A few hours before I started to write this blog post, Kate Middleton gave birth to a royal baby boy. This seems to be the highlight of everyone’s day. From the time I woke up, it was apparent through social media that Kate Middleton’s vagina was truly being watched by millions around the world. Personally, I don’t care about the birth of this baby any more than I care about anything else going on in England (sorry, that might get me in trouble), but that doesn’t mean I’m not hugely relieved that no medical complications have been reported, YET. Throngs of magazines in the grocery store, television stations, and newspapers have been keeping Americans up to date on Kate’s pregnancy for a while now. While others may have been playing the guessing game over boy or girl, my heart has ached for the possibility of any number of medical conditions that he could be diagnosed with.
But I don’t want this to be a post about how sad it would be (slash will be, who knows?) if the royal baby isn’t perfect. I want this to be a post about how DEVASTATINGLY SAD AND DISSAPOINTED everyone would be if Kate Middleton wasn’t perfect as demonstrated by her not shooting a perfect little baby boy out of her vagina. Maybe some people already know that she isn’t perfect, but from all I see… the pictures of her smiling, pleasant and charming, unthreatening…that is her image.
Kate Middleton’s image has evolved into this perfect, silent young woman.
She has been gracing the covers of tabloids for so long now that I don’t have trouble picturing her face and body in multiple outfits and hats. However, I really don’t think I have ever heard the woman’s voice. Her voice, like many aspects of English history… just wasn’t quite important enough to travel across the pond. Pretty girl, pleasant to look at, easy on the eyes, not really offensive looking in any way, or particularly sexy…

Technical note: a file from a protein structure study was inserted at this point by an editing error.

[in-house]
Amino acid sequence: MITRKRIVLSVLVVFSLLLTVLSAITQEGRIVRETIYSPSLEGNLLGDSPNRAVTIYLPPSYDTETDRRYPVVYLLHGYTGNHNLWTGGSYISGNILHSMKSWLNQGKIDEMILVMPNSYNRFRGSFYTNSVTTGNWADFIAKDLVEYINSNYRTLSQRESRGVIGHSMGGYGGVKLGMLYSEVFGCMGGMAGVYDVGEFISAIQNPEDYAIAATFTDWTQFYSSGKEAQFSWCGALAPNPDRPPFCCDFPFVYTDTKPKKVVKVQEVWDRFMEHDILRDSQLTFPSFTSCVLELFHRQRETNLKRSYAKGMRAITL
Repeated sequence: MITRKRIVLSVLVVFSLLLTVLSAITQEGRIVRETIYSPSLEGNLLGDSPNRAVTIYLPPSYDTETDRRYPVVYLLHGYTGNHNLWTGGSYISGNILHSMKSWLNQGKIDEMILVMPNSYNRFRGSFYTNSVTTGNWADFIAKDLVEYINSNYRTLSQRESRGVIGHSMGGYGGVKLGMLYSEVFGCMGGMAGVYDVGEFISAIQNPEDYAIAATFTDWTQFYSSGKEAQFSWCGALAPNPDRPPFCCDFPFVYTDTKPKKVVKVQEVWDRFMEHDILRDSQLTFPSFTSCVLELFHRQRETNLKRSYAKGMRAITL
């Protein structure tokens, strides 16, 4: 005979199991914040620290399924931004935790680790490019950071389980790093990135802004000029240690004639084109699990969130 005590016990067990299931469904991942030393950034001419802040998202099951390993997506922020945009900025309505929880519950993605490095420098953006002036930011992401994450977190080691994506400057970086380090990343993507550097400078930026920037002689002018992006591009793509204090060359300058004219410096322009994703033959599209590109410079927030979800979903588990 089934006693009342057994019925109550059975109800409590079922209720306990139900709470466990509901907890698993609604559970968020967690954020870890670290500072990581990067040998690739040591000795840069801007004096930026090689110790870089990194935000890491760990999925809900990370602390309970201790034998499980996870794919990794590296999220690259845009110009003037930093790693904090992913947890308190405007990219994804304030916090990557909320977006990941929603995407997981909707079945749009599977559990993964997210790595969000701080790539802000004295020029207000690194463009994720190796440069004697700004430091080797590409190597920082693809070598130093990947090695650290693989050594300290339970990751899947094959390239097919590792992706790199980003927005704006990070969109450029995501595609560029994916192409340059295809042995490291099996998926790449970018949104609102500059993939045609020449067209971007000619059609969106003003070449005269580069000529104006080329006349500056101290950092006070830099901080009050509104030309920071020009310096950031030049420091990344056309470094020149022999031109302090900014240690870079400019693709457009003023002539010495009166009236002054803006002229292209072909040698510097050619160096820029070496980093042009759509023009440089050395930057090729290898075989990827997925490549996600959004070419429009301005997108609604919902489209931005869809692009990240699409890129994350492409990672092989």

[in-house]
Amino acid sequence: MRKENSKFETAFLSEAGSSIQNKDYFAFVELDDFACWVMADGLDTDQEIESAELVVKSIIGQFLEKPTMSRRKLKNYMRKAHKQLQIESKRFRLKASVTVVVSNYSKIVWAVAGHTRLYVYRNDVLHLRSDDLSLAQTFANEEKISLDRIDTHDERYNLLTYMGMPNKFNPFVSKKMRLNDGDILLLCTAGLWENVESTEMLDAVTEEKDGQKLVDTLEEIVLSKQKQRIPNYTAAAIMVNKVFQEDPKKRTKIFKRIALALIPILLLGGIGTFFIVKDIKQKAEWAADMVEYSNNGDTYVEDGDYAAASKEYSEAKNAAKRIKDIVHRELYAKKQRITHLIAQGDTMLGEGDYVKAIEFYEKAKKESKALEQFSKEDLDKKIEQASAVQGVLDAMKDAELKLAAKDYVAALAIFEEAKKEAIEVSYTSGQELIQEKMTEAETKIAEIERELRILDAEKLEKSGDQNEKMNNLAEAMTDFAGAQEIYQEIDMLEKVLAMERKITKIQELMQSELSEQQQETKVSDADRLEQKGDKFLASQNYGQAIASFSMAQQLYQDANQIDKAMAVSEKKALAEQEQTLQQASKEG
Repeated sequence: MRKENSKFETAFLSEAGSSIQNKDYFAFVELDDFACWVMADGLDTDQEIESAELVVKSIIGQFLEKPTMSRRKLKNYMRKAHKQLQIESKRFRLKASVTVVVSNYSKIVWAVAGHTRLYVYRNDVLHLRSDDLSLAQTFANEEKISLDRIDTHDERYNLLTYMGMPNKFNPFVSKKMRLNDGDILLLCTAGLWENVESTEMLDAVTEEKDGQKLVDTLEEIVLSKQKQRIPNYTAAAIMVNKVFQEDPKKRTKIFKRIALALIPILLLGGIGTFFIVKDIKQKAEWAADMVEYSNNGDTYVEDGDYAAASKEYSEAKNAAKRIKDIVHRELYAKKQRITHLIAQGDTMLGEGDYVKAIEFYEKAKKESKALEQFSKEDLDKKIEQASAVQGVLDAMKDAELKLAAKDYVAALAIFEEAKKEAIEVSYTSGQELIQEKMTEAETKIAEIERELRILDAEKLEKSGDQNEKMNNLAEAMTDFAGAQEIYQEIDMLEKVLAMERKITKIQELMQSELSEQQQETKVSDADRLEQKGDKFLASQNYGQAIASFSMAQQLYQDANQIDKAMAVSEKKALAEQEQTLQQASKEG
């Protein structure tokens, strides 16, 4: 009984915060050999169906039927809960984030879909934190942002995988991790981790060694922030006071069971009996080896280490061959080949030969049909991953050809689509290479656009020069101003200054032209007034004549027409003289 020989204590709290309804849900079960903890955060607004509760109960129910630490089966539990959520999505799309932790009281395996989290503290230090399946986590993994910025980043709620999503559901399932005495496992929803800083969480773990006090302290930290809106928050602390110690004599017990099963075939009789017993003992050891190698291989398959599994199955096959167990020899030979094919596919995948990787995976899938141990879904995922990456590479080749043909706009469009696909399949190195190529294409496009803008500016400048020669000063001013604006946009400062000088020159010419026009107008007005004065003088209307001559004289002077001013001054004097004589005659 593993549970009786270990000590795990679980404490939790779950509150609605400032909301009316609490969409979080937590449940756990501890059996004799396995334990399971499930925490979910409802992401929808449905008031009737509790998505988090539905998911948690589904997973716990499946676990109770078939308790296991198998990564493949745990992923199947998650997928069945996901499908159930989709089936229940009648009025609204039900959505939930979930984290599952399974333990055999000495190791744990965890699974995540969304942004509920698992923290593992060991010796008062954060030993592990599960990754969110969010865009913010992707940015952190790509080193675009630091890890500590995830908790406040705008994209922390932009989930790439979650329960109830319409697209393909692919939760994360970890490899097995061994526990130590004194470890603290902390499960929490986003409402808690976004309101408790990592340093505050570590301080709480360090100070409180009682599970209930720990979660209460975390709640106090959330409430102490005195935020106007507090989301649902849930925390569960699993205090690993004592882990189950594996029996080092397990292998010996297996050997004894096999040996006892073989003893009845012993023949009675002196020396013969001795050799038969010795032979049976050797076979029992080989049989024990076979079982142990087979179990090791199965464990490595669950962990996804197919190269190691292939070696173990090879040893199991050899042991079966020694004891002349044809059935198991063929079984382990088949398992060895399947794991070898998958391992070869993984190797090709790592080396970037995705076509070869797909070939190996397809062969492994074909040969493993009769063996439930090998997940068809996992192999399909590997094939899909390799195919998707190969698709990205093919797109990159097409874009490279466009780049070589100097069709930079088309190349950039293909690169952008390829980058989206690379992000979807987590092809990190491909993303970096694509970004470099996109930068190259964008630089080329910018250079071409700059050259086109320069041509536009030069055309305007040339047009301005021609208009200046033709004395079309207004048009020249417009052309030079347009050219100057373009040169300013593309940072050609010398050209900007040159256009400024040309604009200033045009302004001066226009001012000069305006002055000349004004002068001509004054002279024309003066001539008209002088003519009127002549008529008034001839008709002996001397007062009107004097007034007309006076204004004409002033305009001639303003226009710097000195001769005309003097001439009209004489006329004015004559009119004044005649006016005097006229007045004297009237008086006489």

Whatever, whatever… Kate Middleton, blah blah blah. I’m pretty sick of this whole THING around her, and am even a little embarrassed to be dedicating my bi-weekly blog post to her. So from here, I’ll switch it up: I was at a graduation party this weekend that I really didn’t want to be at. And so, naturally, while walking up the driveway to this dreaded event, I proclaimed to my mother, “It is going to be very difficult for me to control my facial expressions at this here shindig.” By this, I meant that there was no way in hell I had the energy to illuminate the scene with a fake smile. Fake is exhausting, I just can’t do it. Wouldn’t you know that not even 20 minutes later this LADY (someone’s grandmother? My cousin’ grandmother on the other side? NO, was it my cousin’s mother in law? Who cares?) yelled at me to “SMILE!”
Barf. Gag. Punch (I wish I could have).
She later revealed that she wanted me to smile, because I reminded her of Kate Middleton, and she needed me to smile so that she could get a better idea. NO, lady. How about you ask me some questions, get to know me, and then decide if my PERSONALITY matches hers or anyone else’s PERSONALITY that you’re familiar with.
The bottom line is that young women, like Kate Middleton, are silenced when they give the world their smile. It’s like, Kate’s pretty face has been circulated so much that that’s all we need from her. Her smile has eliminated our curiosities about her character. We know that she is “pleasant,” “delightful,” “charming.” She smiles for everyone, and that has made everyone perfectly content with her to the extent that that is all they want from her.
Don’t get me wrong, I think there are definitely appropriate times to smile. I smile when I submit a final paper or when a professor lets me out of class 5 minutes early. I smile when my mom brings my cat into my bedroom to wake me up in the morning. I REALLY smile when I get eggplant parm. But I don’t smile just to make someone else happy, and I sure as hell don’t smile, JUST BECAUSE, and neither should you.